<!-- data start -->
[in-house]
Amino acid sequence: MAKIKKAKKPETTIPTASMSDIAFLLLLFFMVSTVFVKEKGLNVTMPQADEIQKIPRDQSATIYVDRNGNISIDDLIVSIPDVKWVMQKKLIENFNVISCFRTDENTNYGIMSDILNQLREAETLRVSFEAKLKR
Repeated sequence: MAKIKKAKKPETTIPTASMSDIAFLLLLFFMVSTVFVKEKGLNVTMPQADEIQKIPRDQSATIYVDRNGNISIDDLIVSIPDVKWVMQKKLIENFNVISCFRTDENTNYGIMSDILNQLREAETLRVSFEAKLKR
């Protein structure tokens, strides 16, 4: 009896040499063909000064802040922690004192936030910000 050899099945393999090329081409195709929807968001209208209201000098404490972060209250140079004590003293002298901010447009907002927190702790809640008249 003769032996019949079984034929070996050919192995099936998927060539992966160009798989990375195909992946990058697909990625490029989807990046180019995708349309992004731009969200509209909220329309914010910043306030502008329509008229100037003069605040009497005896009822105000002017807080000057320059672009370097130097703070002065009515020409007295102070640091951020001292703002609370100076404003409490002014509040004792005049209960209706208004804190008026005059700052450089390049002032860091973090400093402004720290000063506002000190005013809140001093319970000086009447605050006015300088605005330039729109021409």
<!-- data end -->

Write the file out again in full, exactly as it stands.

[in-house]
Amino acid sequence: MAKIKKAKKPETTIPTASMSDIAFLLLLFFMVSTVFVKEKGLNVTMPQADEIQKIPRDQSATIYVDRNGNISIDDLIVSIPDVKWVMQKKLIENFNVISCFRTDENTNYGIMSDILNQLREAETLRVSFEAKLKR
Repeated sequence: MAKIKKAKKPETTIPTASMSDIAFLLLLFFMVSTVFVKEKGLNVTMPQADEIQKIPRDQSATIYVDRNGNISIDDLIVSIPDVKWVMQKKLIENFNVISCFRTDENTNYGIMSDILNQLREAETLRVSFEAKLKR
């Protein structure tokens, strides 16, 4: 009896040499063909000064802040922690004192936030910000 050899099945393999090329081409195709929807968001209208209201000098404490972060209250140079004590003293002298901010447009907002927190702790809640008249 003769032996019949079984034929070996050919192995099936998927060539992966160009798989990375195909992946990058697909990625490029989807990046180019995708349309992004731009969200509209909220329309914010910043306030502008329509008229100037003069605040009497005896009822105000002017807080000057320059672009370097130097703070002065009515020409007295102070640091951020001292703002609370100076404003409490002014509040004792005049209960209706208004804190008026005059700052450089390049002032860091973090400093402004720290000063506002000190005013809140001093319970000086009447605050006015300088605005330039729109021409």